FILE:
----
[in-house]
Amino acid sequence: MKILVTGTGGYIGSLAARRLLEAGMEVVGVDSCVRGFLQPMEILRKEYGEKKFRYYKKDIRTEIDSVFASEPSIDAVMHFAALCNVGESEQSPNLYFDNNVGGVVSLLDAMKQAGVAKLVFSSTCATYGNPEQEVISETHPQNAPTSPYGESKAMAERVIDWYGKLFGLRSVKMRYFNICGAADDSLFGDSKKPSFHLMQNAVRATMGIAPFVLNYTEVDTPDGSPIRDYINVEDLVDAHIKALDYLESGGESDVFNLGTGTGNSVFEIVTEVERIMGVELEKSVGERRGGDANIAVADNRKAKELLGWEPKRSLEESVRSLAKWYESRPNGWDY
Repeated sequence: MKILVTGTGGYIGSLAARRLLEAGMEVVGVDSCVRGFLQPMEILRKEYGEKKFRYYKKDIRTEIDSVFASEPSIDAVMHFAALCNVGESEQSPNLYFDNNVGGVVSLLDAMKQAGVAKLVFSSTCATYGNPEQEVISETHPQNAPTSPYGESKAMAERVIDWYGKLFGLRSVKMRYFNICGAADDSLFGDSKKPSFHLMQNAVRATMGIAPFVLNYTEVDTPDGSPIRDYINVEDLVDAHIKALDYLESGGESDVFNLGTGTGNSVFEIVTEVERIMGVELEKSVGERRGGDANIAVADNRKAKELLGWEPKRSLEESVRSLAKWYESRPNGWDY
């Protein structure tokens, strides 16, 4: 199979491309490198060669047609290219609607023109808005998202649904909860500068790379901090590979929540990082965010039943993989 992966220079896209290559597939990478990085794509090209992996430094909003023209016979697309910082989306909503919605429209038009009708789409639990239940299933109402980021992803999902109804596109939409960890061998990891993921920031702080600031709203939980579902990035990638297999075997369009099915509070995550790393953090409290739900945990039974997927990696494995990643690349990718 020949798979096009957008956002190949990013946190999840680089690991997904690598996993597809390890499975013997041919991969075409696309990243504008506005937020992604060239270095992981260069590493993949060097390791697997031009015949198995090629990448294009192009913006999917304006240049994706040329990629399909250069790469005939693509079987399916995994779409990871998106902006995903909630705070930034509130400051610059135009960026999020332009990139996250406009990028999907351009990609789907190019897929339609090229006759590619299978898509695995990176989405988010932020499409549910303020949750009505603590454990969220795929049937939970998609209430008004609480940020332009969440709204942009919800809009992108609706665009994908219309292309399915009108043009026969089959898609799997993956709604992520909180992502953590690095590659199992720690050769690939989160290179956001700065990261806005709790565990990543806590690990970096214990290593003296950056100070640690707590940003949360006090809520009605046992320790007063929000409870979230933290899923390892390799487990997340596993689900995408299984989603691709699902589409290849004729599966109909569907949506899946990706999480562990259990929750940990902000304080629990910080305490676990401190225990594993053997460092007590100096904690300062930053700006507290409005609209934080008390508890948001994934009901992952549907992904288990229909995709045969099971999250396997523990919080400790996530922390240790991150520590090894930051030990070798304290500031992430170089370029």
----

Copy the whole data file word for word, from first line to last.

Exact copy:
[in-house]
Amino acid sequence: MKILVTGTGGYIGSLAARRLLEAGMEVVGVDSCVRGFLQPMEILRKEYGEKKFRYYKKDIRTEIDSVFASEPSIDAVMHFAALCNVGESEQSPNLYFDNNVGGVVSLLDAMKQAGVAKLVFSSTCATYGNPEQEVISETHPQNAPTSPYGESKAMAERVIDWYGKLFGLRSVKMRYFNICGAADDSLFGDSKKPSFHLMQNAVRATMGIAPFVLNYTEVDTPDGSPIRDYINVEDLVDAHIKALDYLESGGESDVFNLGTGTGNSVFEIVTEVERIMGVELEKSVGERRGGDANIAVADNRKAKELLGWEPKRSLEESVRSLAKWYESRPNGWDY
Repeated sequence: MKILVTGTGGYIGSLAARRLLEAGMEVVGVDSCVRGFLQPMEILRKEYGEKKFRYYKKDIRTEIDSVFASEPSIDAVMHFAALCNVGESEQSPNLYFDNNVGGVVSLLDAMKQAGVAKLVFSSTCATYGNPEQEVISETHPQNAPTSPYGESKAMAERVIDWYGKLFGLRSVKMRYFNICGAADDSLFGDSKKPSFHLMQNAVRATMGIAPFVLNYTEVDTPDGSPIRDYINVEDLVDAHIKALDYLESGGESDVFNLGTGTGNSVFEIVTEVERIMGVELEKSVGERRGGDANIAVADNRKAKELLGWEPKRSLEESVRSLAKWYESRPNGWDY
């Protein structure tokens, strides 16, 4: 199979491309490198060669047609290219609607023109808005998202649904909860500068790379901090590979929540990082965010039943993989 992966220079896209290559597939990478990085794509090209992996430094909003023209016979697309910082989306909503919605429209038009009708789409639990239940299933109402980021992803999902109804596109939409960890061998990891993921920031702080600031709203939980579902990035990638297999075997369009099915509070995550790393953090409290739900945990039974997927990696494995990643690349990718 020949798979096009957008956002190949990013946190999840680089690991997904690598996993597809390890499975013997041919991969075409696309990243504008506005937020992604060239270095992981260069590493993949060097390791697997031009015949198995090629990448294009192009913006999917304006240049994706040329990629399909250069790469005939693509079987399916995994779409990871998106902006995903909630705070930034509130400051610059135009960026999020332009990139996250406009990028999907351009990609789907190019897929339609090229006759590619299978898509695995990176989405988010932020499409549910303020949750009505603590454990969220795929049937939970998609209430008004609480940020332009969440709204942009919800809009992108609706665009994908219309292309399915009108043009026969089959898609799997993956709604992520909180992502953590690095590659199992720690050769690939989160290179956001700065990261806005709790565990990543806590690990970096214990290593003296950056100070640690707590940003949360006090809520009605046992320790007063929000409870979230933290899923390892390799487990997340596993689900995408299984989603691709699902589409290849004729599966109909569907949506899946990706999480562990259990929750940990902000304080629990910080305490676990401190225990594993053997460092007590100096904690300062930053700006507290409005609209934080008390508890948001994934009901992952549907992904288990229909995709045969099971999250396997523990919080400790996530922390240790991150520590090894930051030990070798304290500031992430170089370029």